Significantly, the first publication of Gulag Archipelago in 1989 (in the Novy Mir magazine) was accompanied by fierce debates, not only sanctioned from above, but also sincere, one may think. In these discussions, Solzhenitsyn’s philosophy of history was subjected to sharp criticism. For instance, during the roundtable organized by the Literaturnaya Gazeta on January 17, 1990, called “History. Revolution. Literature,” the author’s ideas were called a “retrograde utopia.”

In the past ten years, the attitude in Russia towards Solzhenitsyn’s ideas has changed repeatedly. Whereas during Yeltsyn’s time, Solzhenitsyn’s best card was his anticommunism, after Putin came to power, it became his state patriotism. (Even the orthodox members of the Russian Communist Party may find something to their liking in the complex conglomerate of Solzhenitsyn’s ideas: “He was always against the power of money, after all.”) The various uses of his ideas confirm the existence of different potentials in his energy field, the destructive and the constructive one, which is only to be expected when an ambitious, “charismatic” artist becomes involved in politics.

The situation with Solzhenitsyn in today’s Russia is somewhat of a paradox. On the one hand, many liberal intellectuals, even those who once sharply criticised Solzhenitsyn, have drifted further and further, openly calling themselves anticommunists (not in the sense of an opposition to the Russian Communist Party, but as a renunciation of everything accomplished in Russia under the banner of socialism). On the other hand, day-to-day life in the provinces remains replete with attributes of the Soviet era (Marx and Lenin monuments, streets named after them). The way history is taught in Russian schools has been only somewhat modernized by reinforcing the criticism of Stalin and Brezhnev while preserving the reverent depiction of Lenin (Lenin as a cult figure was only removed from the preschool system). Mainstream historians have also conserved the old view of the country’s political history: a scrutinizing research into the conservative political movements and other tendencies, oppositional to bolshevism, has not done away with the view that the October Revolution was no historical accident. Moreover, there is a growing interest in the New Economic Policy as an alternative to Stalinism (REF 9). The chasm between the ideology of the liberal elite and public attitudes took an unexpected, though predictable form in the symbiosis of Russia’s new national symbols. The helplessness of the anticommunists’ demagogical arguments in the open discussion on the restored music of the Soviet anthem against the “arguments of the street,” of the simple folk who do not want to “lose the meaning of life” is strong evidence, in my view, of the failure of those who celebrated victory ten years ago. The story with the anthem is hardly a sign of increased sympathies for communism among Russians, and much less so for Stalin. The reasons are rather psychological. It is no accident that one modern thinker recently recalled Balzac’s dictum: “A hard brush will rip a soft fabric” as an illustration of an entirely justified conclusion that “this ‘jumble of ideas’ is the result of crossing the line of healthy criticism, which became a factor of destruction” (REF 10).

There hardly is another writer besides Solzhenitsyn, in whose work the line of healthy criticism was crossed to such an enormous degree. This applies, above all, to his main book, Gulag Archipelago, which had an unprecedented impact on the world’s public opinion during the Cold War and created a thoroughly negative image of the USSR as the “Evil Empire.” It goes without saying that certain groups were interested in the widest distribution of the Archipelago. The fact that its publication in the IMCA Press was funded by a secret US agency (REF 11) will likely be corroborated with other similar evidence. One can guess that the realization that his books were being exploited in this rather utilitarian way was not without effect upon his discomfort in emigration. Perhaps, this explains his declarative rejection of the Western democratic values, his gravitation towards Orthodox fundamentalism, etc. On the other hand, by insisting, during the perestroika, on the priority publication of the Archipelago, rather than of his other works, Solzhenitsyn demonstrated that he was mostly interested in the propagandist effect of his book, “deadly,” as he thought, to the “abominable communist ideology.”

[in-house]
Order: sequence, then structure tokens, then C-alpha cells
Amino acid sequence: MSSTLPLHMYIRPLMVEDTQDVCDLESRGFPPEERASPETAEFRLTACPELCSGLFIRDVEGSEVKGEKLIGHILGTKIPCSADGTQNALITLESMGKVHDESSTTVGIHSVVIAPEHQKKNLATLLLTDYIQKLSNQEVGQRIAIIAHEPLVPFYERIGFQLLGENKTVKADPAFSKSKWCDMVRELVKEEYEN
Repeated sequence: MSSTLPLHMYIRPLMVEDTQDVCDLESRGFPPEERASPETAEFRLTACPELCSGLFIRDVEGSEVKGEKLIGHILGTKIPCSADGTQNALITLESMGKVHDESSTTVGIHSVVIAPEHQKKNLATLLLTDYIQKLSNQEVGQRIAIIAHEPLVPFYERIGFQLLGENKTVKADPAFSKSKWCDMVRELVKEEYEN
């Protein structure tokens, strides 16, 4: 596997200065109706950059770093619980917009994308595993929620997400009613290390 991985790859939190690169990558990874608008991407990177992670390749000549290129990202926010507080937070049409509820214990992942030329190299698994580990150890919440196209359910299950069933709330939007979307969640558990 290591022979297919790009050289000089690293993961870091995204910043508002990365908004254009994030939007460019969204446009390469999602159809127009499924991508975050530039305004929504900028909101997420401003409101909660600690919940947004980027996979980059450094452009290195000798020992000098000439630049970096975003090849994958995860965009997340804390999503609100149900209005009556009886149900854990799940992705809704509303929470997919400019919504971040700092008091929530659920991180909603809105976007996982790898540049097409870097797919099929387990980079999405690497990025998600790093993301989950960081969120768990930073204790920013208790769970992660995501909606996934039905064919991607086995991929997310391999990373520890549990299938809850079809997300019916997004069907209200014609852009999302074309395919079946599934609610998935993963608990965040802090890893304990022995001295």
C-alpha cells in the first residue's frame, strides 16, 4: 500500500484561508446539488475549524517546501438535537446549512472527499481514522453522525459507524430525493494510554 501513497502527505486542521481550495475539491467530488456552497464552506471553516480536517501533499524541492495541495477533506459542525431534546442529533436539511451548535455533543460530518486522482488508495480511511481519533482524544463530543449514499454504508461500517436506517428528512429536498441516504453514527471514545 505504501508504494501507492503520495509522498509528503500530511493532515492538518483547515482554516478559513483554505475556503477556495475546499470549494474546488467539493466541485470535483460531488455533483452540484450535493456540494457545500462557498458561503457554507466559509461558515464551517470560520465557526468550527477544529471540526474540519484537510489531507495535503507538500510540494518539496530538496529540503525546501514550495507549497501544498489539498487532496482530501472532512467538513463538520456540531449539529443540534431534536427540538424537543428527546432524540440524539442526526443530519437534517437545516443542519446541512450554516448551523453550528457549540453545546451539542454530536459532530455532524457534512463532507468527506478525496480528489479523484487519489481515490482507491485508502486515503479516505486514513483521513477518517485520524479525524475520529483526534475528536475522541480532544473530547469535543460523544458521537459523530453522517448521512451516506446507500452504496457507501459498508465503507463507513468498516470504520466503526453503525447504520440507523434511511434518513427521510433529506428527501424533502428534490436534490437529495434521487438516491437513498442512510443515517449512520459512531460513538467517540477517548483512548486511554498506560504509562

Why then, did a critical attitude towards Archipelago, give place to its extolment? The answer is difficult. Much depended not only on the radicalization of changes under Yeltsyn, but also on the tendency of the liberal intellectuals to worship idols, and total trust in literary authorities (which Shalamov also noted).

One could observe, at the beginning of the “Solzhenization of the entire country” (a witty term coined by Maria Rozanova, coeditor, together with Andrei Sinyavsky, of the Sintaksis magazine), a great number of metamorphoses of the same kind that honest citizens of Tzarist Russia underwent following the February Revolution. To avoid being labelled conservative, many quickly became members of the socialist revolutionary party (there were tens of thousands of these), they were referred to as the “March socialists.” In a similar way, one could talk of the “August democrats:” those who instantly relearned the history of their country “according to Solzhenitsyn” and took to talking with demonstrative contempt of the “vanguard Marxist ideology,” equating Stalin with Lenin, Bukharin, Trotsky, and others, repeating, “They are commies, all of them.” One set of dogmas was replaced by another, of the opposite sense, popularized by the media. The result was what scholars call a “breakdown of the collective conscious,” “loss of the socio-cultural identity and of traditional value orientations,” or, to speak plainly, a confusion of thoughts of an enormous scale and catastrophic in nature. The economic, demographic, criminal, and other consequences of the “Russian social revolution of the late 20th century” are well known. Bulgakov has already shown how devastation in human lives goes hand in hand with devastation in human minds. How can one then avoid the question, what was Solzhenitsyn’s part in Russia’s new woes? “Tu l’as voulu, Georges Dandin!”